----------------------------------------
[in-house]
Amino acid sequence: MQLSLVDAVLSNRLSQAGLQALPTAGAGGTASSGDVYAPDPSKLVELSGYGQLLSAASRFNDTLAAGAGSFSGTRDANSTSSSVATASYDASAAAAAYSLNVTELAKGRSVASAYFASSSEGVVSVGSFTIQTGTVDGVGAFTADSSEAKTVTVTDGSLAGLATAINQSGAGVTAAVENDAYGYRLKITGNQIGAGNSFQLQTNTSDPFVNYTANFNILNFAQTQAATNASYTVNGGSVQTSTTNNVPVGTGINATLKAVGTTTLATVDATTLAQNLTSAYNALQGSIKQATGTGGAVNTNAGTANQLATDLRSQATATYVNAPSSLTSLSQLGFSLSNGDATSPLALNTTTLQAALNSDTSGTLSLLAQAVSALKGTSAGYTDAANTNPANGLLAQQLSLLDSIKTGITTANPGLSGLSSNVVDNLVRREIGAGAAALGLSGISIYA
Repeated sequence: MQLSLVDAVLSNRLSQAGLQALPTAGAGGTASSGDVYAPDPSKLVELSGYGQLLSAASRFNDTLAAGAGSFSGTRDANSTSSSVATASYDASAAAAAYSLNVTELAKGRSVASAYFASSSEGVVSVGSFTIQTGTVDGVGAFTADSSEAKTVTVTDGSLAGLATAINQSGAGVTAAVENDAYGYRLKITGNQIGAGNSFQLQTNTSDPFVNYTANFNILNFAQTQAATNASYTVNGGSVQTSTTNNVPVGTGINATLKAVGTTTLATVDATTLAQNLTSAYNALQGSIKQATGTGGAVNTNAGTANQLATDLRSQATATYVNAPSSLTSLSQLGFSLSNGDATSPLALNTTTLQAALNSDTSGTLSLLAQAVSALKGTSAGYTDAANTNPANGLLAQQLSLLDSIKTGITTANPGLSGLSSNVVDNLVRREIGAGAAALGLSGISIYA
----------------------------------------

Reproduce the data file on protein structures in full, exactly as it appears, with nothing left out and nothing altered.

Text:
[in-house]
Amino acid sequence: MQLSLVDAVLSNRLSQAGLQALPTAGAGGTASSGDVYAPDPSKLVELSGYGQLLSAASRFNDTLAAGAGSFSGTRDANSTSSSVATASYDASAAAAAYSLNVTELAKGRSVASAYFASSSEGVVSVGSFTIQTGTVDGVGAFTADSSEAKTVTVTDGSLAGLATAINQSGAGVTAAVENDAYGYRLKITGNQIGAGNSFQLQTNTSDPFVNYTANFNILNFAQTQAATNASYTVNGGSVQTSTTNNVPVGTGINATLKAVGTTTLATVDATTLAQNLTSAYNALQGSIKQATGTGGAVNTNAGTANQLATDLRSQATATYVNAPSSLTSLSQLGFSLSNGDATSPLALNTTTLQAALNSDTSGTLSLLAQAVSALKGTSAGYTDAANTNPANGLLAQQLSLLDSIKTGITTANPGLSGLSSNVVDNLVRREIGAGAAALGLSGISIYA
Repeated sequence: MQLSLVDAVLSNRLSQAGLQALPTAGAGGTASSGDVYAPDPSKLVELSGYGQLLSAASRFNDTLAAGAGSFSGTRDANSTSSSVATASYDASAAAAAYSLNVTELAKGRSVASAYFASSSEGVVSVGSFTIQTGTVDGVGAFTADSSEAKTVTVTDGSLAGLATAINQSGAGVTAAVENDAYGYRLKITGNQIGAGNSFQLQTNTSDPFVNYTANFNILNFAQTQAATNASYTVNGGSVQTSTTNNVPVGTGINATLKAVGTTTLATVDATTLAQNLTSAYNALQGSIKQATGTGGAVNTNAGTANQLATDLRSQATATYVNAPSSLTSLSQLGFSLSNGDATSPLALNTTTLQAALNSDTSGTLSLLAQAVSALKGTSAGYTDAANTNPANGLLAQQLSLLDSIKTGITTANPGLSGLSSNVVDNLVRREIGAGAAALGLSGISIYA